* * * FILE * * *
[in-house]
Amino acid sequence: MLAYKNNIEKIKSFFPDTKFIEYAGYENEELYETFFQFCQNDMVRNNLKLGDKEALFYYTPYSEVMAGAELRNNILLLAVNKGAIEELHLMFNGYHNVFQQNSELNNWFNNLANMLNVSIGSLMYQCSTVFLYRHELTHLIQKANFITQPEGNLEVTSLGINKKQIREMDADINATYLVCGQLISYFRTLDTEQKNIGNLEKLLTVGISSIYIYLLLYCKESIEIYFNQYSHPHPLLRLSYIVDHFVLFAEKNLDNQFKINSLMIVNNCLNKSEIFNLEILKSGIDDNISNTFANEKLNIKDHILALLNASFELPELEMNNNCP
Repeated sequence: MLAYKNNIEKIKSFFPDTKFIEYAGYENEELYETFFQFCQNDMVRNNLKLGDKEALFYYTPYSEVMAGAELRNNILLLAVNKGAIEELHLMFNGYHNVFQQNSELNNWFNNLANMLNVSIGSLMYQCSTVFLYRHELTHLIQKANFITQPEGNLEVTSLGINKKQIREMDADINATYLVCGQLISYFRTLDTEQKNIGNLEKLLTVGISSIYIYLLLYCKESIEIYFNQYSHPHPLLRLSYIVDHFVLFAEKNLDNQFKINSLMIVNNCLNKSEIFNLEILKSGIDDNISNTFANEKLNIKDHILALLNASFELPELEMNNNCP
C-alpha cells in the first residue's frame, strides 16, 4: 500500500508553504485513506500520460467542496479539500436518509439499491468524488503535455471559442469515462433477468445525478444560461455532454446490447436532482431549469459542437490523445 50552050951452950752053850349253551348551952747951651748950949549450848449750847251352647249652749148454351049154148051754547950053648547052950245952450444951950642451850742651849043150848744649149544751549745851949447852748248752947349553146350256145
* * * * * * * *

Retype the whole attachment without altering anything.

[in-house]
Amino acid sequence: MLAYKNNIEKIKSFFPDTKFIEYAGYENEELYETFFQFCQNDMVRNNLKLGDKEALFYYTPYSEVMAGAELRNNILLLAVNKGAIEELHLMFNGYHNVFQQNSELNNWFNNLANMLNVSIGSLMYQCSTVFLYRHELTHLIQKANFITQPEGNLEVTSLGINKKQIREMDADINATYLVCGQLISYFRTLDTEQKNIGNLEKLLTVGISSIYIYLLLYCKESIEIYFNQYSHPHPLLRLSYIVDHFVLFAEKNLDNQFKINSLMIVNNCLNKSEIFNLEILKSGIDDNISNTFANEKLNIKDHILALLNASFELPELEMNNNCP
Repeated sequence: MLAYKNNIEKIKSFFPDTKFIEYAGYENEELYETFFQFCQNDMVRNNLKLGDKEALFYYTPYSEVMAGAELRNNILLLAVNKGAIEELHLMFNGYHNVFQQNSELNNWFNNLANMLNVSIGSLMYQCSTVFLYRHELTHLIQKANFITQPEGNLEVTSLGINKKQIREMDADINATYLVCGQLISYFRTLDTEQKNIGNLEKLLTVGISSIYIYLLLYCKESIEIYFNQYSHPHPLLRLSYIVDHFVLFAEKNLDNQFKINSLMIVNNCLNKSEIFNLEILKSGIDDNISNTFANEKLNIKDHILALLNASFELPELEMNNNCP
C-alpha cells in the first residue's frame, strides 16, 4: 500500500508553504485513506500520460467542496479539500436518509439499491468524488503535455471559442469515462433477468445525478444560461455532454446490447436532482431549469459542437490523445 50552050951452950752053850349253551348551952747951651748950949549450848449750847251352647249652749148454351049154148051754547950053648547052950245952450444951950642451850742651849043150848744649149544751549745851949447852748248752947349553146350256145